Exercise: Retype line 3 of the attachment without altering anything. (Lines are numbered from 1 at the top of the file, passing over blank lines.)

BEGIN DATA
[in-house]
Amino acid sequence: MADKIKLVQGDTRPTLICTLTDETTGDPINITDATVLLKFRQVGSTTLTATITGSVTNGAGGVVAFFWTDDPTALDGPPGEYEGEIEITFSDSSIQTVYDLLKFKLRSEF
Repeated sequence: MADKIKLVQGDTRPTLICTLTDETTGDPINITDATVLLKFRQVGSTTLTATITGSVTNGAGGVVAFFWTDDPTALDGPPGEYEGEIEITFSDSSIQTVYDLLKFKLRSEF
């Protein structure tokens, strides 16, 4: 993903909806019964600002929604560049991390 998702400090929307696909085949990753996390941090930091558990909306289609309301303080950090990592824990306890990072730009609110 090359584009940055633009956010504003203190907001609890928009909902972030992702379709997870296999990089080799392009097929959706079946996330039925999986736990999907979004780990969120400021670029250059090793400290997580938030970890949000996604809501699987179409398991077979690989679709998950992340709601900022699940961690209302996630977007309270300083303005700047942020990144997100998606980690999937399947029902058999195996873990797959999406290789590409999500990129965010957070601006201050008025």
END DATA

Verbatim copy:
Repeated sequence: MADKIKLVQGDTRPTLICTLTDETTGDPINITDATVLLKFRQVGSTTLTATITGSVTNGAGGVVAFFWTDDPTALDGPPGEYEGEIEITFSDSSIQTVYDLLKFKLRSEF